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Teach Kids to Find Their Investor Personality

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[Note: The following is a guest article from the "Ask Anne Blog." It is published here as a courtesy. The opinions expressed here are the opinions of the "Ask Anne Blog", and are not necessarily those of The Skilled Investor. The Skilled Investor received no compensation for the publication of this courtesy article.]

Coming of Age with the Stock Market: Teach Kids to Find Their Investor Personality Avoid Bad Money Habits That Can Stress Them Out as Adults 

—Some people should never invest in the stock market. Better to know this when you’re investing paper route money, instead of gambling and losing your retirement money, and maybe your house.—

If your teen already has a driver’s license but doesn’t yet know what kind of an investor they are, they could be running behind, and it may come back to haunt them.

Imagine being 25 years old before your first kiss. Who’d wait that long for such an important right of passage?  

Well, waiting to learn about money, and which investments are the best fit for you, is just as fundamental in our society, yet we don’t teach our kids anything about it. The schools won’t teach it, so it is up to parents, just like explaining that butterfly in the stomach feeling after your first kiss. You answer the teen questions about love: How did you and Dad first meet, how did you know you were in love, how many boyfriends did you have before you got married? 

These are much tougher emotional questions than which companies to invest in to start a good life savings program, and how to have a healthy relationship with money and earning so you’re not broke and stressed out by the time you’re 40.  

Investing money is all about what your personality is like. Do you like risk? Are you obsessive? Are you too laid back? Who knows your kid as well as you do? No one. 

Bring the investing lesson home. And if you don’t know about mechanics of investing yourself, learn it with the kids. There are many resources to do this, many teachers available. For example, you can bring in a financial planner. Teens will like that you’re learning something together, that you’re not a know-it-all. 

But before you bring in a planner, or start investing, it’s much more important to help your teens understand their investor personality.

What age is the right age and what personality makes the best investor? 

You can’t start too early. But let’s just say by the time they’re 13, they’re ready. Seriously, if they’re studying algebra and geometry, they have the skills to understand the stock market. And you know who they are by then, and can help them use their strengths to their advantage, and be aware of their personality traits that may get them into trouble as investors.

If you think about it, setting up home investing lessons can help kids with a lot of other things in their lives: school, dating, jobs, depression, angst. Just opening up the discussion can lead to general problem solving approaches. 

“There’s a reason money is the number one stress in adult lives: It’s the resource we all need to survive and thrive, and we tend to have an adversarial relationship with it,” said Pam Krueger, official spokesperson for Jump$tart Coalition, a non-profit organization devoted to researching money management. Krueger is also the creator and co-host of the PBS series MoneyTrack and author of The MoneyTrack Method: A Real Person’s Guide to Successful Investing. 

Which personality type will be a relaxed stock market investor?

First things first for discovering your investor personality:  Different personalities can do well in the market, so this is just a guideline. But looking at either end of the spectrum–unemotional, long-term investor v. day trading gambler—can help shape approach.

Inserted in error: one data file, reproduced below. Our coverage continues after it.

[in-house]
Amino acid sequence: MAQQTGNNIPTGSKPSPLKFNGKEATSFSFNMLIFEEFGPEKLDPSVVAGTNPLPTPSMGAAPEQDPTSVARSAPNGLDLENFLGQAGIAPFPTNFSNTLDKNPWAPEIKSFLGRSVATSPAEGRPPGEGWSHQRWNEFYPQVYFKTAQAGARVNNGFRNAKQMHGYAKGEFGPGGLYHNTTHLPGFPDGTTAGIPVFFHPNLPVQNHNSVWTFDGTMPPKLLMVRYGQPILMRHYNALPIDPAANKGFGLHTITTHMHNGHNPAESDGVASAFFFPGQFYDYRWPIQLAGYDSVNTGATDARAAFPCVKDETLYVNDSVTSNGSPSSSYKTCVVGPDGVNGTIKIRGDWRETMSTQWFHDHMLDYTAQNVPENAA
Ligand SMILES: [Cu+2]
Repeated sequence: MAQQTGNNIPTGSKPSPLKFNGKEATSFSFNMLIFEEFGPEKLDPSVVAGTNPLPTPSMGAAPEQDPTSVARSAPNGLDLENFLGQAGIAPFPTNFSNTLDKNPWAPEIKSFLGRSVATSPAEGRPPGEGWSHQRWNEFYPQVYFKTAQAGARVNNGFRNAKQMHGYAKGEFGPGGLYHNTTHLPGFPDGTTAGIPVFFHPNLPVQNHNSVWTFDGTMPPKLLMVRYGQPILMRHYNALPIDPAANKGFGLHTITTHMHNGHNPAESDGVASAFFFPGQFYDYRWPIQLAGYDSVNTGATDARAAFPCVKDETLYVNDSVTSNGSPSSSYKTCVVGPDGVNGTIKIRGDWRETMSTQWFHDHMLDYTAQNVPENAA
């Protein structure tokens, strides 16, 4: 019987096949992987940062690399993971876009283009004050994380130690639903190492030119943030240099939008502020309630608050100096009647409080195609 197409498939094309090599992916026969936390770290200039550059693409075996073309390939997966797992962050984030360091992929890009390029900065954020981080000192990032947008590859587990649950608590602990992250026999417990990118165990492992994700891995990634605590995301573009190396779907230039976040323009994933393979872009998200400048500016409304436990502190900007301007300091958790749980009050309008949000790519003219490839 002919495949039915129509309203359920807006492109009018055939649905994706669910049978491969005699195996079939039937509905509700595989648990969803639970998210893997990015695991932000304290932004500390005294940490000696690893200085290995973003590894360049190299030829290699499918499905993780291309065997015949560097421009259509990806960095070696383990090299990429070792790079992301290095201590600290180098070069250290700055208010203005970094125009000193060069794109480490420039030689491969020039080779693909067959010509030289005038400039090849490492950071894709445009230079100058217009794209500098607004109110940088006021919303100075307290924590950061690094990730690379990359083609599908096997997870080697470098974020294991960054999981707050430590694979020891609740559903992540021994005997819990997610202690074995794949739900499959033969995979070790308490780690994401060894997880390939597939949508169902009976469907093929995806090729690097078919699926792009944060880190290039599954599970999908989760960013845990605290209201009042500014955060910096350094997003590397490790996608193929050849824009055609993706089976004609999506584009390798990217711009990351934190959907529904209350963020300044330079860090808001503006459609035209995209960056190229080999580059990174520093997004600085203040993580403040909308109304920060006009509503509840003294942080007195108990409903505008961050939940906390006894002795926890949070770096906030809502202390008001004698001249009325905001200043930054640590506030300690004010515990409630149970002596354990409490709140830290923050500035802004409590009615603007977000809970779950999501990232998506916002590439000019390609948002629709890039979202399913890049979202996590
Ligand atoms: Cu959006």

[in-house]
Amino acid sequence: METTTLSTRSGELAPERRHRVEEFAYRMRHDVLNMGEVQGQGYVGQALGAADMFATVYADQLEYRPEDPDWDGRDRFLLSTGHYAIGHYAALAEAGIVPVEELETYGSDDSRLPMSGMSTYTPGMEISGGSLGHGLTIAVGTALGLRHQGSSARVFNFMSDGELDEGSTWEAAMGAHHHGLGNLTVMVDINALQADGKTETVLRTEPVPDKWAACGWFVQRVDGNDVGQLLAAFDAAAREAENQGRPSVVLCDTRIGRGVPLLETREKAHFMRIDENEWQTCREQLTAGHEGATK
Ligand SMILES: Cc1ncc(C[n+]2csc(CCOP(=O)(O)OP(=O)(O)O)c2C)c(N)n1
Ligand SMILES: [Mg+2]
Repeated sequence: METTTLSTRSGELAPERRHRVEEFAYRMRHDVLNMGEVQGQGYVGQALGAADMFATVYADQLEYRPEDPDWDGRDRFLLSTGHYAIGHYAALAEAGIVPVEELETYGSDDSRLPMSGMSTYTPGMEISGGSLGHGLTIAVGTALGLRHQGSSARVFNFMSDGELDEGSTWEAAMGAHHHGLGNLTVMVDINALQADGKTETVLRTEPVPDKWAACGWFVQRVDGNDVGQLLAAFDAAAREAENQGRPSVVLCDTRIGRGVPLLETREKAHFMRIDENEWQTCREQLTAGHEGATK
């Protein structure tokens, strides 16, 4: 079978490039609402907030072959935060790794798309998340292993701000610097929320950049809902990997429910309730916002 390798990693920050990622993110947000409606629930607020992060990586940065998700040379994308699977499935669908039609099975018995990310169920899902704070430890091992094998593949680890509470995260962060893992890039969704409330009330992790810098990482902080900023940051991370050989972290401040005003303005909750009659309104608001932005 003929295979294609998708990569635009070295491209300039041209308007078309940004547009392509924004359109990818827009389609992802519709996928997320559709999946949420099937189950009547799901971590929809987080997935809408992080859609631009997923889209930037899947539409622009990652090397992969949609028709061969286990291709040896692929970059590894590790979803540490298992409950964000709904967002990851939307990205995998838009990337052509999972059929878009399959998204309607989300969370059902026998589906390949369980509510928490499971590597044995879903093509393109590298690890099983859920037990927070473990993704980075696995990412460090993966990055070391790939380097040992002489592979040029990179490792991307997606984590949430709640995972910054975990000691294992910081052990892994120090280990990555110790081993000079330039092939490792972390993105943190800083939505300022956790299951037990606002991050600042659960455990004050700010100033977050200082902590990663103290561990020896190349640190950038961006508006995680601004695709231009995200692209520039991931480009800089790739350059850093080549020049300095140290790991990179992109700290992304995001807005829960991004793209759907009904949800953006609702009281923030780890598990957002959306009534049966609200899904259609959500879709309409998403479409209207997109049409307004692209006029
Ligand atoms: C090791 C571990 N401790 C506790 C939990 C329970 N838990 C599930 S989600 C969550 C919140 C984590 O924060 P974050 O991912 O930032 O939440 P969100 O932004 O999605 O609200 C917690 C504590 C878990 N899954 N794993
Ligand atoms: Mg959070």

And there are misconceptions about which personality types are calm and unemotional. 

For example, it may be a miscalculation that the math whiz, or exceptionally bright, over-achieving student is the best or only able investor. In fact, perfectionists, and overly studious personalities might end up suffering a lot of stress when the market fluctuates. They also may act rashly under stress, and sell stocks that should be held long term, just because there’s market turmoil.

“A well rounded kid is very important because they don’t get emotional, or alarmed, and they tend to make investments for the long term,” Krueger said. “They also think maturely and will invest in what they believe in and know.”

The ability to understand the value of the long term, invest in what you believe in, and not be an adrenaline junky gambler of an investor, are the key traits of a good, solid adult investor. 

That kinda lazy, dreamy kid of yours at home—the one snoring at noon on Saturday instead of playing on three different sports teams and belonging to six different school clubs? You may have a sleeping giant on your hands. You may worry that they will never amount to anything, but with some training these personality types can make great money minds. 

Being relaxed without too great a sense of urgency is a definite plus in investing. And the ones who let themselves be kids, not in too much of a hurry, tend to think long term. They tend to have patience with money matters, too—perhaps the single most elusive quality for any of us. Again, long-term investing theories make for the healthiest relationship with money.

There’s another plus: The sort of teen who has a paper route side job, likes sports but isn’t a fanatic, does well enough in school, has friends and likes to goof off too, has hobbies—this kid can get a real confidence boost from investing. There’s nothing like learning something new, and learning to trust your own thoughts about it, feeling great at it. 

There’s yet another great benefit to starting out as an investor when you’re a teen: You’re still pure enough to invest in what you know, what interests you, what you believe in.  Most adults don’t have any idea how the banking system works, yet look how many people lost their life savings investing in bank stocks over the last couple of years because they figured bankers know how to earn.